I. PHI 131 The Human Condition
Program: Philosophy School: Arts and Humanities
II. Instructor: Instructor Name: Gary L. Angel
Office: Britt 211
Phone Number: 4343
Office Hours: MWF 2:45-5:15
III. Class Meeting Time: MWF 11:15-12:10
IV. Textbooks and Materials: No textbook
V. Catalog Course Description:
An introduction to the fundamental philosophical questions which arise within the context of human experience and to various methods of addressing these questions. The issues are introduced through an illumination of the human condition in Biblical texts. Students ponder, among other things, the meaning of life, the nature of reality and human existence, the possibility of freedom, the existence of God, and the meanings of truth, goodness, and beauty. Three hours, three credits.
The purpose of this course is to introduce students to philosophy as a discipline and to portions of the Bible as a source of reflection upon the human condition.
VII. Instructional Methodology and Use of Technology
This course has primarily a lecture/discussion format. Students will also be engaged in writing analytical essays wherein they will demonstrate their understanding of various philosophical arguments.
VIII. College-wide Outcomes
Students will think critically and solve problems through analysis, evaluation, and inference
Students will communicate with unity of purpose and coherent organization consistent with standard rules and recognized conventions using appropriate methodologies
Students will demonstrate a depth of knowledge, capability and ethical reasoning in a chosen field.
Philosophy Program Outcomes
· Philosophy graduates will have a basic knowledge of logic including the following: the nature of argument, deduction and induction, validity and soundness, categorical logic, propositional logic, informal fallacies, tautology, contingency, and contradiction.
· Philosophy graduates will be critical thinkers who are able to formulate arguments and evaluate properly the arguments of others.
· Philosophy graduates will have a basic knowledge of the fundamental problems of metaphysics, and their potential solutions, including the following: the ultimate nature of reality, the existence of God, the problem of universals, the nature of human existence, the mind/body problem, the freedom of the will, and death and immortality.
All of the following course goals will be assessed by cumulative examinations and quizzes:
1. Students will learn how the discipline of philosophy is constituted by its subdisciplines
2. Students will learn a little logic.
3. Students will learn traditional arguments for God’s existence.
4. Students will learn the problem of free-will and standard solutions.
5. Student will learn issues pertinent to the question concerning the meaning of life.
IX. Course Requirements/Assignments
i. Students who miss class should have their heads examined. However, responsibility for class attendance belongs exclusively to students; hence, class attendance will not be required. Yet, students should be advised that a choice to miss class is tantamount to a choice to fail the class.
ii. Examinations and quizzes are not optional. Students must take them when they are scheduled unless the professor is contacted in advance, by e-mail, alerting him to the reason for missing the assignment. Students should understand that only good reasons will be accepted, and that most reasons students offer for missing are not good ones. Make-up assignments will be given only if these conditions are met. If students miss pop-quizzes, there will be no make-ups.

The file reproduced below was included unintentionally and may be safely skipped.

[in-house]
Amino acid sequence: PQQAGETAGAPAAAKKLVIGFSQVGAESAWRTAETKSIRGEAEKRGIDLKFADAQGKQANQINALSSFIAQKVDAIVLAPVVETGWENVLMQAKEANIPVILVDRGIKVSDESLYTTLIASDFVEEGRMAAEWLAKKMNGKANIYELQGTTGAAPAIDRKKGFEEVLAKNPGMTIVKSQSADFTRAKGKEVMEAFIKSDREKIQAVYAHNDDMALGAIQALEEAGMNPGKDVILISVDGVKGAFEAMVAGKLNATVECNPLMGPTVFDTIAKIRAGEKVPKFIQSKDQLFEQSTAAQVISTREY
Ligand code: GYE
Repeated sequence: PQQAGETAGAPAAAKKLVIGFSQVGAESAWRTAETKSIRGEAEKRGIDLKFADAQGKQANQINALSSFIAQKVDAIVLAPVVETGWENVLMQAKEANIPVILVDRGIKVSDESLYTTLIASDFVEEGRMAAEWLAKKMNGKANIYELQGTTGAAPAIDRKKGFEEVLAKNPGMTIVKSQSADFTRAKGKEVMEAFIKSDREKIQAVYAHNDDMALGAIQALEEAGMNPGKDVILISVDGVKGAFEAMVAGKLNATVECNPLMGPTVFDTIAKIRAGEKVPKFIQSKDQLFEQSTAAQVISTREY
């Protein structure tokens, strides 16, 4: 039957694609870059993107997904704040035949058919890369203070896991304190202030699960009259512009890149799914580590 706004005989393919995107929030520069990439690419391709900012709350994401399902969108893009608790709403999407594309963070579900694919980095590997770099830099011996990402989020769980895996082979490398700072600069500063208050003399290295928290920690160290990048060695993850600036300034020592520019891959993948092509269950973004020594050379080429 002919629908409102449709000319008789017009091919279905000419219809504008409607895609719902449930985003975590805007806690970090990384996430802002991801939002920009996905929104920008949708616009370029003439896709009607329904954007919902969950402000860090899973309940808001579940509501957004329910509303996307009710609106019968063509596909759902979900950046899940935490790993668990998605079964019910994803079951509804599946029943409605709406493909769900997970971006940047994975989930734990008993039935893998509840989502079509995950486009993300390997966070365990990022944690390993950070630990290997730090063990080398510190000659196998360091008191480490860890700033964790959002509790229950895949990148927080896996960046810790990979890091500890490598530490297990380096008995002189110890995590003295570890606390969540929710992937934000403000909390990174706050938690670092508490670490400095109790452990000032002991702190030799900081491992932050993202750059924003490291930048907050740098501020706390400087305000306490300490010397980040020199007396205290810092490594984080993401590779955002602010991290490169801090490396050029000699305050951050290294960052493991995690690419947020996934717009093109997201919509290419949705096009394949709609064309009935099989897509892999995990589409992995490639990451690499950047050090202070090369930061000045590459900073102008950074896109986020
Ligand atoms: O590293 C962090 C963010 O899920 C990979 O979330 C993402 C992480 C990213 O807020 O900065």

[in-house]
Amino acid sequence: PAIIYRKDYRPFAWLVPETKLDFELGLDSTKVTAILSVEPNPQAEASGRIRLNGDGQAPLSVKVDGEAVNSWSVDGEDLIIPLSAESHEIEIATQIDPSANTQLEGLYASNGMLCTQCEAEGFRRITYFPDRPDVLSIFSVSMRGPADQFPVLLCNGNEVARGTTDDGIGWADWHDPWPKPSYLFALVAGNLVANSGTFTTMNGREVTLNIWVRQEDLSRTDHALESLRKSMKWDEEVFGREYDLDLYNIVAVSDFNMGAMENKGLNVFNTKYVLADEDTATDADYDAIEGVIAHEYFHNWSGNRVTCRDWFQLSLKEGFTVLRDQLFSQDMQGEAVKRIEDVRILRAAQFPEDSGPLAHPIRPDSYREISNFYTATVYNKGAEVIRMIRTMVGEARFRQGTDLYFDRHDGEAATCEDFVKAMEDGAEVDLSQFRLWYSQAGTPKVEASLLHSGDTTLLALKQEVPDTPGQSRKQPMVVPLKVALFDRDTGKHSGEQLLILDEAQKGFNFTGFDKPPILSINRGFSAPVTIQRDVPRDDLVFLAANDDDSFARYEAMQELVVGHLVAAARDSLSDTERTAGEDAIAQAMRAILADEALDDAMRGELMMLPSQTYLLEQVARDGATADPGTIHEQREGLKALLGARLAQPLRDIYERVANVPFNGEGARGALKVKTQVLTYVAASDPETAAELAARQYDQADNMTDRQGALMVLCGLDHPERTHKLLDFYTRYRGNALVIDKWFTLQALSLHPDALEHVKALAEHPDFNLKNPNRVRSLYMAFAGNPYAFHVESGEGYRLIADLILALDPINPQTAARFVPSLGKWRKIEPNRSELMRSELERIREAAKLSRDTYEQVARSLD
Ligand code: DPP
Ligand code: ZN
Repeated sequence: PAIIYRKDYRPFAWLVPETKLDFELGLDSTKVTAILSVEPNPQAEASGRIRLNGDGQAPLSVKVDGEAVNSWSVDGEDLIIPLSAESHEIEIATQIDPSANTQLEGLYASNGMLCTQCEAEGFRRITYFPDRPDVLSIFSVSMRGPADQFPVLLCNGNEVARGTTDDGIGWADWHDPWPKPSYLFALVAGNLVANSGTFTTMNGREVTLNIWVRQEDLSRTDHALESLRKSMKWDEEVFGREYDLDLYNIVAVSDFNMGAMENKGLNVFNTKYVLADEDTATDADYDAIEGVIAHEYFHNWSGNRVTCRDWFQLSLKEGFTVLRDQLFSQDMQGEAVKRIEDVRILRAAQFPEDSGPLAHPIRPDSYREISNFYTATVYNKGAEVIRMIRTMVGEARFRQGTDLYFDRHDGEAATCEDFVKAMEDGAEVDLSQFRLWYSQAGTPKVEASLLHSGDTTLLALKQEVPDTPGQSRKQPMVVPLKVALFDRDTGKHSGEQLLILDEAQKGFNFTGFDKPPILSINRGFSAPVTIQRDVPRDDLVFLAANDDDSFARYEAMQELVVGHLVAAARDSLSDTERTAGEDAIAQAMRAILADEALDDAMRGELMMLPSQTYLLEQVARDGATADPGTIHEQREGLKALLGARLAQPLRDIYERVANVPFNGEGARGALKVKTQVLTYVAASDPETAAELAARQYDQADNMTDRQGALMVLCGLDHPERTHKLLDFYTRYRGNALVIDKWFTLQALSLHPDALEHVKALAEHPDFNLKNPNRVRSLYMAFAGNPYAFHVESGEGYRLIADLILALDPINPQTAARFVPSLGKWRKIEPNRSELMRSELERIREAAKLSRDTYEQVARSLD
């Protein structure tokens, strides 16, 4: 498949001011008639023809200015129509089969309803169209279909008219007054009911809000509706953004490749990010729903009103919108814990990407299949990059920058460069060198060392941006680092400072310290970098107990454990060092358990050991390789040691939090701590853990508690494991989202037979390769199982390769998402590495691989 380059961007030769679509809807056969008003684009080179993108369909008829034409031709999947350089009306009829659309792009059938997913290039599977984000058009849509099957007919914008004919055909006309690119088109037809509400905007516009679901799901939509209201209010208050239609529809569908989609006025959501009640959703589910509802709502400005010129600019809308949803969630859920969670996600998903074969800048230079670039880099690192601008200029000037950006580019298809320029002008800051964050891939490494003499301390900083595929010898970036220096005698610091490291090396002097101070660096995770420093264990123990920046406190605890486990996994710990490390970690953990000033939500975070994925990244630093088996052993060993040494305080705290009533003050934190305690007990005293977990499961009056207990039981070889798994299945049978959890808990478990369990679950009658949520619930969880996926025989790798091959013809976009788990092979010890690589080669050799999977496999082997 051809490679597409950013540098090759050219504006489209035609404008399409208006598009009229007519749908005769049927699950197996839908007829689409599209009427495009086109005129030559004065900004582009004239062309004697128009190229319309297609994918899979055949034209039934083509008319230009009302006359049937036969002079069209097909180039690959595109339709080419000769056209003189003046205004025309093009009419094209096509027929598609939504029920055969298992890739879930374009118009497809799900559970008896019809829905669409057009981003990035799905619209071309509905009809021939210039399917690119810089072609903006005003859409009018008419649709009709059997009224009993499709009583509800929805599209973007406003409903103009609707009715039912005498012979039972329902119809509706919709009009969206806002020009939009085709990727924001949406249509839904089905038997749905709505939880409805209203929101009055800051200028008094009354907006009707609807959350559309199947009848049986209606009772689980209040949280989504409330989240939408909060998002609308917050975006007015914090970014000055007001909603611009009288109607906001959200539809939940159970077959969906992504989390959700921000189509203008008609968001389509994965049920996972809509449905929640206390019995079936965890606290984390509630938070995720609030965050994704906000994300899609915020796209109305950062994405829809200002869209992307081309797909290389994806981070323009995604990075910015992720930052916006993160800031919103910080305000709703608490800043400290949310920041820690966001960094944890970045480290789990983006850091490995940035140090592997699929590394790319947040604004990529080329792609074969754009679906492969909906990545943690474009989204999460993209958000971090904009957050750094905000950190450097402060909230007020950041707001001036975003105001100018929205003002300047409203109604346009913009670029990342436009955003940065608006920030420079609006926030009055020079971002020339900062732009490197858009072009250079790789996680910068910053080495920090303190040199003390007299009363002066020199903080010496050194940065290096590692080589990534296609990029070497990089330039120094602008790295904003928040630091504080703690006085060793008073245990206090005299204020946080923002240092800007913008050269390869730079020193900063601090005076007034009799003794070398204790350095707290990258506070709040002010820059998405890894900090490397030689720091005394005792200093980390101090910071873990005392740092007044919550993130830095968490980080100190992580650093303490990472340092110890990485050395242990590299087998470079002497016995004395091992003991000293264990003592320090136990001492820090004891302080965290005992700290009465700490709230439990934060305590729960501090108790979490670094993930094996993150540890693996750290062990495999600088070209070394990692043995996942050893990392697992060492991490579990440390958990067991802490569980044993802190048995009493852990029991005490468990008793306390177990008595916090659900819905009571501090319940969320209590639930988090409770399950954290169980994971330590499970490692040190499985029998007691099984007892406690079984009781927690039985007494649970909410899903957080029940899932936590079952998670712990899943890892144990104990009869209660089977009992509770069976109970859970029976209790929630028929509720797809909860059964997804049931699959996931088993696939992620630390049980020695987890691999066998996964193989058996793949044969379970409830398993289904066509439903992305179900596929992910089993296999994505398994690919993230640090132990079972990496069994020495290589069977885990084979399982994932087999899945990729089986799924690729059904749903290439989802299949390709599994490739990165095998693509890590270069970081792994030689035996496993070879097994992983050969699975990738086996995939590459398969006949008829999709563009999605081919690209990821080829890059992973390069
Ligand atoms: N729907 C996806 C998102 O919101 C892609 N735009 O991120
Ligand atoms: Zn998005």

iii. Illness is always a good reason for missing class, as well as tests. Moreover, in a time of a potential pandemic, students with potentially contagious illnesses must not attend class. If students come to class sneezing, coughing, snotting, or showing any signs of fever, they will have to leave.
i. There will be five-six major, cumulative examinations the average of which will constitute 50% of the final grade.
ii. There will be a cumulative final examination which will constitute 50% of the final grade.
i. Entering the room late is disruptive and rude. Do not be late to class. If students are late, they might not be allowed to enter class.
ii. Cell phones are also disruptive and will be seen as mechanisms for cheating. Active texting or receiving text messages in class is prohibited. Cell phones must be turned off and all headsets must be removed. If students do not comply, they will have to leave class.
iii. Proper classroom attire is essential to a learning environment. Do not wear underwear as outerwear, and do not wear pajamas to class. If students do not comply, they will have to leave class.
iv. It is horribly rude to leave the room during class. Students may not leave to go to the rest room, to drink, or to engage in any other non-emergent activity. If students become aware of emergencies, they may leave without asking permission.
XII. Evaluation and Grading Evaluation Scale A=90-100
XIII. Academic Integrity:
In all instances, policies identified in the Ferrum College Catalog and the Ferrum College Student and Faculty Handbooks regarding the Honor System shall be followed. Students are expected to display academic integrity at all times and in all circumstances.
Office of Academic Accessibility (OAA):
As directed by
I. Introduction: Preliminaries
II. The Existence of God
Genesis 1-9, 18-19;
John 1:1-18; Isaiah 1;
Job 1-15, 38-42
A. Conceptions of God
B. The problem of evil
C. Faith and reason
1. Arguments for God’s existence
2. Rational vs. irrational faith
III. Concerning Freedom and Responsibility
A. What is freedom?
1. Political freedom
2. Freedom as a value
3. Freedom as a property of the will
B. Free-will vs. determinism
C. Freedom and responsibility
IV. Concerning Time, Eternity, and The Meaning of Life